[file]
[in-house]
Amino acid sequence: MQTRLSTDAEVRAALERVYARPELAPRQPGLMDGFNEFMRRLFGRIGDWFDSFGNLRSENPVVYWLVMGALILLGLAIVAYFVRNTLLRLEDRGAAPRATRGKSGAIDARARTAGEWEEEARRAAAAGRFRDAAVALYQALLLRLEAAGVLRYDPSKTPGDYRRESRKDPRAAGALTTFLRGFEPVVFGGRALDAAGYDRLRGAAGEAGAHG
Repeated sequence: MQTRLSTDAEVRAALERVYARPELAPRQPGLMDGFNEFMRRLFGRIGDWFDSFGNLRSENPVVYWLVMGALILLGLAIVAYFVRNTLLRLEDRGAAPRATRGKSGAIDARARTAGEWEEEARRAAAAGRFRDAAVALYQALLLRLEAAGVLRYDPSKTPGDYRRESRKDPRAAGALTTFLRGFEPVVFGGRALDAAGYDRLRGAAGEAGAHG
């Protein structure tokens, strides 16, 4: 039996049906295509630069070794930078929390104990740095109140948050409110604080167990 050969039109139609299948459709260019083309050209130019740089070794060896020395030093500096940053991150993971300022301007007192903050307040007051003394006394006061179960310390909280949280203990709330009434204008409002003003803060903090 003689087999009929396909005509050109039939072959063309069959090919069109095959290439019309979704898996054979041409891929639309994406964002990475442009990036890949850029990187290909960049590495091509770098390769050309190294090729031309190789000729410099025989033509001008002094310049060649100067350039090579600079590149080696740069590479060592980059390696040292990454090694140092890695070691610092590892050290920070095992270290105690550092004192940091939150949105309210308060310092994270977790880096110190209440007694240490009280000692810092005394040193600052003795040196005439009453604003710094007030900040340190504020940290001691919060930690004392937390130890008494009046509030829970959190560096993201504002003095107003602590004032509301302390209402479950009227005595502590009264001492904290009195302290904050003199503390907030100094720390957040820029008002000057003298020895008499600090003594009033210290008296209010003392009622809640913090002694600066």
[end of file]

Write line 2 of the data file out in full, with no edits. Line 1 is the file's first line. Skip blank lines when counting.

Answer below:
Amino acid sequence: MQTRLSTDAEVRAALERVYARPELAPRQPGLMDGFNEFMRRLFGRIGDWFDSFGNLRSENPVVYWLVMGALILLGLAIVAYFVRNTLLRLEDRGAAPRATRGKSGAIDARARTAGEWEEEARRAAAAGRFRDAAVALYQALLLRLEAAGVLRYDPSKTPGDYRRESRKDPRAAGALTTFLRGFEPVVFGGRALDAAGYDRLRGAAGEAGAHG